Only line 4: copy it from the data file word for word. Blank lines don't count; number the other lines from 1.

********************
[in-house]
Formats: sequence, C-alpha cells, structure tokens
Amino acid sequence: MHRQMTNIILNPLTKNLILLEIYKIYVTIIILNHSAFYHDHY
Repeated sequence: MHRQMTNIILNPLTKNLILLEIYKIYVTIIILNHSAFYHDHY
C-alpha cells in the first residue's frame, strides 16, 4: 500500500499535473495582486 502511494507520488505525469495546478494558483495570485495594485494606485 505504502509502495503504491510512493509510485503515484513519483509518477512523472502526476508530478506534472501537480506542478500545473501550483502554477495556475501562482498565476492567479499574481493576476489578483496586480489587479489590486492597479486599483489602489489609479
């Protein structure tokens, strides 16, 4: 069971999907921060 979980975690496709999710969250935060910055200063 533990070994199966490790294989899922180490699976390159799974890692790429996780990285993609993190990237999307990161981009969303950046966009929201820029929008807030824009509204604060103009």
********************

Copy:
Repeated sequence: MHRQMTNIILNPLTKNLILLEIYKIYVTIIILNHSAFYHDHY